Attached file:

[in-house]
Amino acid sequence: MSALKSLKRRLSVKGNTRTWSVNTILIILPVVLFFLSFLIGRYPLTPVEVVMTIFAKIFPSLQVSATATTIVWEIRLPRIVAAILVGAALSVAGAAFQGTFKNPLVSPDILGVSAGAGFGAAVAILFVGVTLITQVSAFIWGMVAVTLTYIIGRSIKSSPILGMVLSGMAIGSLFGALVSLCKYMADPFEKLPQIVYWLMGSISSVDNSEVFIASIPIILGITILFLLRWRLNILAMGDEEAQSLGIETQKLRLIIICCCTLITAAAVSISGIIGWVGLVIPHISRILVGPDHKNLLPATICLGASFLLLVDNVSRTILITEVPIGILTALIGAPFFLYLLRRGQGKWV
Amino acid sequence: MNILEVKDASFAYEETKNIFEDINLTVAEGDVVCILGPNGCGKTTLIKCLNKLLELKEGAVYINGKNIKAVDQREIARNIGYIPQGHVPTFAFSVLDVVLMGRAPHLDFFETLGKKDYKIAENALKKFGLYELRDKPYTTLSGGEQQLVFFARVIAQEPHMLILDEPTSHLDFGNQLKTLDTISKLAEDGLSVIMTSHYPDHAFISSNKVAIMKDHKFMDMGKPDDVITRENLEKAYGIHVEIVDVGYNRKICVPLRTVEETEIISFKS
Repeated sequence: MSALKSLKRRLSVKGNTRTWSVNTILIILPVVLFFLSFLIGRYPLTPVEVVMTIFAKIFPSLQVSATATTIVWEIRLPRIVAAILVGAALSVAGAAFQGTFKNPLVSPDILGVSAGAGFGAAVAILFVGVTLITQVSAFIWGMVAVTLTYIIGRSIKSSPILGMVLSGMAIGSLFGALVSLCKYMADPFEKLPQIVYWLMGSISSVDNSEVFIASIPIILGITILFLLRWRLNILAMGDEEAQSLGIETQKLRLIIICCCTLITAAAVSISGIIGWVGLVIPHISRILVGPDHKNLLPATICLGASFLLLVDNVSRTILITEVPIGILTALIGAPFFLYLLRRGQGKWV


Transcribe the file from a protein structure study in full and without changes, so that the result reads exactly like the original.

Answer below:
[in-house]
Amino acid sequence: MSALKSLKRRLSVKGNTRTWSVNTILIILPVVLFFLSFLIGRYPLTPVEVVMTIFAKIFPSLQVSATATTIVWEIRLPRIVAAILVGAALSVAGAAFQGTFKNPLVSPDILGVSAGAGFGAAVAILFVGVTLITQVSAFIWGMVAVTLTYIIGRSIKSSPILGMVLSGMAIGSLFGALVSLCKYMADPFEKLPQIVYWLMGSISSVDNSEVFIASIPIILGITILFLLRWRLNILAMGDEEAQSLGIETQKLRLIIICCCTLITAAAVSISGIIGWVGLVIPHISRILVGPDHKNLLPATICLGASFLLLVDNVSRTILITEVPIGILTALIGAPFFLYLLRRGQGKWV
Amino acid sequence: MNILEVKDASFAYEETKNIFEDINLTVAEGDVVCILGPNGCGKTTLIKCLNKLLELKEGAVYINGKNIKAVDQREIARNIGYIPQGHVPTFAFSVLDVVLMGRAPHLDFFETLGKKDYKIAENALKKFGLYELRDKPYTTLSGGEQQLVFFARVIAQEPHMLILDEPTSHLDFGNQLKTLDTISKLAEDGLSVIMTSHYPDHAFISSNKVAIMKDHKFMDMGKPDDVITRENLEKAYGIHVEIVDVGYNRKICVPLRTVEETEIISFKS
Repeated sequence: MSALKSLKRRLSVKGNTRTWSVNTILIILPVVLFFLSFLIGRYPLTPVEVVMTIFAKIFPSLQVSATATTIVWEIRLPRIVAAILVGAALSVAGAAFQGTFKNPLVSPDILGVSAGAGFGAAVAILFVGVTLITQVSAFIWGMVAVTLTYIIGRSIKSSPILGMVLSGMAIGSLFGALVSLCKYMADPFEKLPQIVYWLMGSISSVDNSEVFIASIPIILGITILFLLRWRLNILAMGDEEAQSLGIETQKLRLIIICCCTLITAAAVSISGIIGWVGLVIPHISRILVGPDHKNLLPATICLGASFLLLVDNVSRTILITEVPIGILTALIGAPFFLYLLRRGQGKWV